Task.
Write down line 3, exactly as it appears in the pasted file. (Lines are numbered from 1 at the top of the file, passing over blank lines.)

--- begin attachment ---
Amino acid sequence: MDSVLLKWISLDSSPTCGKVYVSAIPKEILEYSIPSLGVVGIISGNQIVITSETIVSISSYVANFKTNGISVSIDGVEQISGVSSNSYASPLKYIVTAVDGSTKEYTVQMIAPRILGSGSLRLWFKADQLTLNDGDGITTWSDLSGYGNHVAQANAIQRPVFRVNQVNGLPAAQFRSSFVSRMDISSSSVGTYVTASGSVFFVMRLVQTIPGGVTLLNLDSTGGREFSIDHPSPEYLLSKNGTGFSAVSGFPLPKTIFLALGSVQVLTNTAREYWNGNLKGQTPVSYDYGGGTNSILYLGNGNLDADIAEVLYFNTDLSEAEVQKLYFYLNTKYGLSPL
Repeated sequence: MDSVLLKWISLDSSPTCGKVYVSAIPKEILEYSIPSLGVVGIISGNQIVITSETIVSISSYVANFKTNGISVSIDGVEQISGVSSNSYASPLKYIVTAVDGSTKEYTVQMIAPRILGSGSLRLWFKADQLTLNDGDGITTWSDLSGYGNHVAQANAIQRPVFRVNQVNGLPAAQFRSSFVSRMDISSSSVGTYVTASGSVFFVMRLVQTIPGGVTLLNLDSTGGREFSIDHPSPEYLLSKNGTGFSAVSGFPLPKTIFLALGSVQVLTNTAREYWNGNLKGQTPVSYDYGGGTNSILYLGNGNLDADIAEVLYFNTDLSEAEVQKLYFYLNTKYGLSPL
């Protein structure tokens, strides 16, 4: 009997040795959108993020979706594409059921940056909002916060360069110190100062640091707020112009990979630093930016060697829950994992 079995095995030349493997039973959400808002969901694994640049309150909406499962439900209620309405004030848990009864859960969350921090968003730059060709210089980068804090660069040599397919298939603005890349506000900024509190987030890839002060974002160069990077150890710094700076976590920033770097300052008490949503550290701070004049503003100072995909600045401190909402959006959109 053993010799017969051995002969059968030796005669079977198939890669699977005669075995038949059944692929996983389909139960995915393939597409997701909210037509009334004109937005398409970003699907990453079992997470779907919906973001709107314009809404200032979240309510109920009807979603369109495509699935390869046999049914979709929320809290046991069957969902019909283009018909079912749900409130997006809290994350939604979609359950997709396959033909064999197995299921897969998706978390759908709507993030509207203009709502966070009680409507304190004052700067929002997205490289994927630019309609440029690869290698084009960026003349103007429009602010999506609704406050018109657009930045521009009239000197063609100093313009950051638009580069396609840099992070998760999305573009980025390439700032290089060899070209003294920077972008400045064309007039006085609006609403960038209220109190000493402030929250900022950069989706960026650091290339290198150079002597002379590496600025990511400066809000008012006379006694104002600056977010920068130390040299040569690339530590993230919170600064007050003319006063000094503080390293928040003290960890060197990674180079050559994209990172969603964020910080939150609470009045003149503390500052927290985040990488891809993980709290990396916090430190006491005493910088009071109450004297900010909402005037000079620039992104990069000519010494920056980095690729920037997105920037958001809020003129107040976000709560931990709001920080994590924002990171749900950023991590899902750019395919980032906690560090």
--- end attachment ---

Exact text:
């Protein structure tokens, strides 16, 4: 009997040795959108993020979706594409059921940056909002916060360069110190100062640091707020112009990979630093930016060697829950994992 079995095995030349493997039973959400808002969901694994640049309150909406499962439900209620309405004030848990009864859960969350921090968003730059060709210089980068804090660069040599397919298939603005890349506000900024509190987030890839002060974002160069990077150890710094700076976590920033770097300052008490949503550290701070004049503003100072995909600045401190909402959006959109 053993010799017969051995002969059968030796005669079977198939890669699977005669075995038949059944692929996983389909139960995915393939597409997701909210037509009334004109937005398409970003699907990453079992997470779907919906973001709107314009809404200032979240309510109920009807979603369109495509699935390869046999049914979709929320809290046991069957969902019909283009018909079912749900409130997006809290994350939604979609359950997709396959033909064999197995299921897969998706978390759908709507993030509207203009709502966070009680409507304190004052700067929002997205490289994927630019309609440029690869290698084009960026003349103007429009602010999506609704406050018109657009930045521009009239000197063609100093313009950051638009580069396609840099992070998760999305573009980025390439700032290089060899070209003294920077972008400045064309007039006085609006609403960038209220109190000493402030929250900022950069989706960026650091290339290198150079002597002379590496600025990511400066809000008012006379006694104002600056977010920068130390040299040569690339530590993230919170600064007050003319006063000094503080390293928040003290960890060197990674180079050559994209990172969603964020910080939150609470009045003149503390500052927290985040990488891809993980709290990396916090430190006491005493910088009071109450004297900010909402005037000079620039992104990069000519010494920056980095690729920037997105920037958001809020003129107040976000709560931990709001920080994590924002990171749900950023991590899902750019395919980032906690560090």